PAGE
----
|Prime Minister of Sweden|
18 October 1924 – 24 January 1925
|Preceded by||Ernst Trygger|
|Succeeded by||Rickard Sandler|
13 October 1921 – 19 April 1923
|Preceded by||Oscar von Sydow|
|Succeeded by||Ernst Trygger|
10 March 1920 – 27 October 1920
|Preceded by||Nils Edén|
|Succeeded by||Louis de Geer|
|Minister of Foreign Affairs|
13 October 1921 – 19 April 1923
|Preceded by||Herman Wrangel|
|Succeeded by||Carl Hederstierna|
|Minister of Finance|
19 October 1917 – 5 January 1918
|Prime Minister||Nils Edén|
|Preceded by||Conrad Carleson|
|Succeeded by||Fredrik Vilhelm Thorsson|
Karl Hjalmar Branting
23 November 1860
|Died||24 February 1925 (aged 64)|
|Political party||Social Democrats|
|Spouse(s)||Anna Branting (née Jäderin)|
Karl Hjalmar Branting (Swedish pronunciation: [ˈjǎlmar ˈbrânːtɪŋ] (listen); 23 November 1860 – 24 February 1925) was a Swedish politician who was the leader of the Swedish Social Democratic Party (1907–1925) and Prime Minister during three separate periods (1920, 1921–1923 and 1924–1925). When Branting came to power in 1920, he was the first Social Democratic Prime Minister of Sweden. When taking office for a second term after the general election of 1921, he became the first socialist politician in Europe to do so following elections with universal suffrage. In 1921, Branting shared the Nobel Peace Prize with the Norwegian secretary-general of the Inter-Parliamentary Union Christian Lous Lange.
Born to the professor Lars Gabriel Branting and the noblewoman and pianist Emma af Georgii, Branting was educated in Stockholm and at Uppsala University. He developed a scientific background in mathematical astronomy and was an assistant at the Stockholm Observatory, but gave up his devotion to scientific work to become a journalist in 1884 and began editing the newspapers Tiden and Social-Demokraten. The latter was official media outlet of the Swedish Social Democratic Party. His decision to publish an article by the more radical socialist Axel Danielsson, a piece denounced by opponents as insulting to religious sensitivities, resulted in political convictions for blasphemy and imprisonment for both men. Branting was imprisoned for three months in 1888.
In the early years of the 20th century, Branting led the Social Democrats in opposing a war to keep Norway united with Sweden. When the crisis came in 1905, he coined the slogan "Hands off Norway, King!" The Social Democrats organized resistance to a call-up of reserves and a general strike against a war and are credited with a substantial share in preventing one.
Branting accepted Eduard Bernstein's revision of Marxism and became a reformist socialist, advocating a peaceful transition from capitalism towards socialism. He believed that if workers were given the vote, this could be achieved by parliamentary ways. Branting supported the February Revolution in Russia in 1917. He was pro-Menshevik and defended the government of Alexander Kerensky, whom he even personally visited in Petrograd.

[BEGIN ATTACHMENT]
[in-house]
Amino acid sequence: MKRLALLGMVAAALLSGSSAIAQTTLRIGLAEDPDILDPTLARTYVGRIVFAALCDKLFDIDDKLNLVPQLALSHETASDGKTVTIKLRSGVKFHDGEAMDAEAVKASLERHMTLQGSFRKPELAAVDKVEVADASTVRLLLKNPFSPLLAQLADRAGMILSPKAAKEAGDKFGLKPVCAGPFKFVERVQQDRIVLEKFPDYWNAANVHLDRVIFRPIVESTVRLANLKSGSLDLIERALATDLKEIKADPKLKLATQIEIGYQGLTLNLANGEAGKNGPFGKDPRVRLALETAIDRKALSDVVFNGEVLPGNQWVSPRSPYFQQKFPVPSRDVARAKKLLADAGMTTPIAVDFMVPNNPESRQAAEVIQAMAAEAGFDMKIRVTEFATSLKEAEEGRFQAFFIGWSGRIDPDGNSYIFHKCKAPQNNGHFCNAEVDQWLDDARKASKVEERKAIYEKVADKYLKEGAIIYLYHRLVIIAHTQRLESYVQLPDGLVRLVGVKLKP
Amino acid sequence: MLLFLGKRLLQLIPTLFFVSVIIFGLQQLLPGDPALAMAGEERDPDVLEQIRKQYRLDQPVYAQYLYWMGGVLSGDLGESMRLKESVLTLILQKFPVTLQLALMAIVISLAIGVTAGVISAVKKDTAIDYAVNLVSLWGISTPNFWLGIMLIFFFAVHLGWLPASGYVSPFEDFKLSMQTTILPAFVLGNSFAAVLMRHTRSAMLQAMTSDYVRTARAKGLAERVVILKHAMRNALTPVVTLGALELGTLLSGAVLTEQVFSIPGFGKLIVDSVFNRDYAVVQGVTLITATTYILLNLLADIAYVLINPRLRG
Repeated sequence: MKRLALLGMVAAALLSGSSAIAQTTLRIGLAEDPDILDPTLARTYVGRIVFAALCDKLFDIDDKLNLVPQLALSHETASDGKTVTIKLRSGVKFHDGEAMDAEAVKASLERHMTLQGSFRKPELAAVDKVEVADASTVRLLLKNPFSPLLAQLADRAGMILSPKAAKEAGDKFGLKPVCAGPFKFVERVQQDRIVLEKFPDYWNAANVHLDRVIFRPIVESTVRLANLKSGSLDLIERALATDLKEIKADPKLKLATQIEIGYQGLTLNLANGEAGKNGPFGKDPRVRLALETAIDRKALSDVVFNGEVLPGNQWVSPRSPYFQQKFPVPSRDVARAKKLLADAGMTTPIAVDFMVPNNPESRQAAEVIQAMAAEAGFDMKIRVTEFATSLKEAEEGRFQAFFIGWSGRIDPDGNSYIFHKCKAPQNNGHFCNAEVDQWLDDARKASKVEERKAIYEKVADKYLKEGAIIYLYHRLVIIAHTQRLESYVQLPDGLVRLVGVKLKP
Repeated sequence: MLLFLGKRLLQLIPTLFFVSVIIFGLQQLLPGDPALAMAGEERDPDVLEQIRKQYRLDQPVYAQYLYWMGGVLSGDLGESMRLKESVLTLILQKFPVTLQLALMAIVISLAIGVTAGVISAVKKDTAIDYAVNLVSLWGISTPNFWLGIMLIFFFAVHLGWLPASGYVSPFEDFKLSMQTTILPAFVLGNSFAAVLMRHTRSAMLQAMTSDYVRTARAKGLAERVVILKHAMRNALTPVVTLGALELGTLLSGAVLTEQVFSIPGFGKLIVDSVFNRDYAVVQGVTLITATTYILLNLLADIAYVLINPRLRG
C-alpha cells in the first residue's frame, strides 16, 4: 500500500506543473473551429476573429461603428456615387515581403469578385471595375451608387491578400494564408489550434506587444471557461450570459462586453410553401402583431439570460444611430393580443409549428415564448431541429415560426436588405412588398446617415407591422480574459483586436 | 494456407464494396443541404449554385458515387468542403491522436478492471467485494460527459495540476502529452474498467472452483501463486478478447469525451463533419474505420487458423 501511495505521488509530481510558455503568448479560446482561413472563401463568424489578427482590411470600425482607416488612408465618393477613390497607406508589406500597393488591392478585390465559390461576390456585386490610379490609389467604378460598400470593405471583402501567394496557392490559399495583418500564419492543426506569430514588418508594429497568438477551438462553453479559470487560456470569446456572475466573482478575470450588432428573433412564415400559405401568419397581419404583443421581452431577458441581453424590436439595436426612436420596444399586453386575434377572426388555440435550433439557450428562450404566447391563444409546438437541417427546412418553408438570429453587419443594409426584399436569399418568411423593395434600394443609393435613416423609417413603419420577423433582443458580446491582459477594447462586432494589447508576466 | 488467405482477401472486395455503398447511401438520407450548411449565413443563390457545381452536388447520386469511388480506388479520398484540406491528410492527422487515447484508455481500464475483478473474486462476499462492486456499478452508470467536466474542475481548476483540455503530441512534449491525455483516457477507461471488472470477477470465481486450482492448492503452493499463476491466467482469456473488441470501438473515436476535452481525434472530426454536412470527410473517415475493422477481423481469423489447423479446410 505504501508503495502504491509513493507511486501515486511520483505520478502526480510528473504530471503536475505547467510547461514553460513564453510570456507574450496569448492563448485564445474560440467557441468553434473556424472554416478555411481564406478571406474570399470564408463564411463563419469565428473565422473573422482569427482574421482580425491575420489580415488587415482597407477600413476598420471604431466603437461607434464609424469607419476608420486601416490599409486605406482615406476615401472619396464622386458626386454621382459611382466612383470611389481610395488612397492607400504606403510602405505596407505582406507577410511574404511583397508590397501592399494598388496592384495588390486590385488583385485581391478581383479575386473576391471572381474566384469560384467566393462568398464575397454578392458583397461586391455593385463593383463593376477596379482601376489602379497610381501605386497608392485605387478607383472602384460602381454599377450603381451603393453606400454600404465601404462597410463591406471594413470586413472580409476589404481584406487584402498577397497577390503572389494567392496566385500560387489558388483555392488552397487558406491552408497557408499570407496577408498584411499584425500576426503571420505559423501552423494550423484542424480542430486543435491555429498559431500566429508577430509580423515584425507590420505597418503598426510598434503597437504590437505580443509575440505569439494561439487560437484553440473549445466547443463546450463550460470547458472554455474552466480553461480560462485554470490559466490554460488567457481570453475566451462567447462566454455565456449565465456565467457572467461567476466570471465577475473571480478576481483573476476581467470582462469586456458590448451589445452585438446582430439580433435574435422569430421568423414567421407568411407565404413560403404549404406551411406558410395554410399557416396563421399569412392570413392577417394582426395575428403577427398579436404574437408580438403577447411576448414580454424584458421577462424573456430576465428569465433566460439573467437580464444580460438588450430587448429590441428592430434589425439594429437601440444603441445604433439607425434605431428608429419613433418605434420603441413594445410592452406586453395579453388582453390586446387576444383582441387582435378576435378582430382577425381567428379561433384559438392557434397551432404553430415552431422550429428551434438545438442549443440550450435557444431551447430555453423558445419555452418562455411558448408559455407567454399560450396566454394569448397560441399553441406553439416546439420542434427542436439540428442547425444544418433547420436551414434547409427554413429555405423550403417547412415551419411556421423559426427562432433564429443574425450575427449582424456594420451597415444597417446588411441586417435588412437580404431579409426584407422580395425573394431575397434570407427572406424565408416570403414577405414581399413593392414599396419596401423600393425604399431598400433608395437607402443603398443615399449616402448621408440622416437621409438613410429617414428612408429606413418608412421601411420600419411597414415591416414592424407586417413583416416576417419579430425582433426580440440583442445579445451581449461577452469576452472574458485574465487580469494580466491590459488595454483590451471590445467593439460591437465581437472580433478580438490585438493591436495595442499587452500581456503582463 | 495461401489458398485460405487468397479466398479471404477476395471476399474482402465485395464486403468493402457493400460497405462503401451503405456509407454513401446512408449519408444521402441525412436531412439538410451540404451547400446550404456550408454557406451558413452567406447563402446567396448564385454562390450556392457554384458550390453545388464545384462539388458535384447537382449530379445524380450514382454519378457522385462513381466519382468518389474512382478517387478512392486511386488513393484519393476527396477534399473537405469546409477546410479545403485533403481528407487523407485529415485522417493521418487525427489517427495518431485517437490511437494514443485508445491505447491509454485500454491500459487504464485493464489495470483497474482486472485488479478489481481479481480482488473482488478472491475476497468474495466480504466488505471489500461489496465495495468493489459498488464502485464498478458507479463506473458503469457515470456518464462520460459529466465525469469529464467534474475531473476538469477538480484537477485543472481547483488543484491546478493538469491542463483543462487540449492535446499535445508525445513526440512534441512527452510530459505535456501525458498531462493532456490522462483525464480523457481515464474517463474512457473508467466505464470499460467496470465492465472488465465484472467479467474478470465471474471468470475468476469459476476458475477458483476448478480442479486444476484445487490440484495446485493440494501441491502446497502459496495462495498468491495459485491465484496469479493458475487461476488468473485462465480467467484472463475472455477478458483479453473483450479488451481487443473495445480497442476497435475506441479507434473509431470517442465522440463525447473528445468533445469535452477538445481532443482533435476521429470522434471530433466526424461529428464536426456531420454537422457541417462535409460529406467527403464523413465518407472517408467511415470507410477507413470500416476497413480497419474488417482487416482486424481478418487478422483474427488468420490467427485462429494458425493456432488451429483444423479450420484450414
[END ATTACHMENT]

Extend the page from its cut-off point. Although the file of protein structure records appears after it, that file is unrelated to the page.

When the October Revolution broke out the same year, Branting condemned the Bolshevik seizure of power. 1917 saw a split in the Swedish Social Democratic Party on this question, and the youth league and the revolutionary sections of the party broke away and formed the Social Democratic Left Party of Sweden, headed by Zeth Höglund. This group soon became the Swedish Communist Party. Höglund later returned to the Social Democratic Party and wrote a two-volume biography about Branting.
As Prime Minister, Branting brought Sweden into the League of Nations and was personally active as a delegate within it. When the question of whether Åland should be handed over to Sweden after the independence of Finland from Russia was brought up, he let the League of Nation decide upon the issue. He was awarded the Nobel Peace Prize in 1921 for his work in the League of Nations, sharing the prize with the Norwegian Christian Lous Lange.
Monuments and memorials
Branting is commemorated by the Branting Monument in Stockholm. Additionally in Gothenburg, there is a tram and bus interchange named after Branting (Swedish: Hjalmar Brantingsplatsen). Stockholms Plads (Stockholm Square) in Copenhagen was renamed Hjalmar Brantings Plads in 1925.
- Jonas Harvard (2019). "Socialist communication strategies and the spring of 1917". Scandinavian Journal of History. 44 (2): 174. doi:10.1080/03468755.2018.1500394.
- Enander, Crister (14 December 2009). "I krigarens lofliga uppsåt att såra och döda" (in Swedish). Tidningen Kulturen. Retrieved 21 May 2010.
- Robertson, J. M. (2003). History of Freethought in the Nineteenth Century, Part 2. Kessinger Publishing. p. 487. ISBN 0-7661-3955-7.
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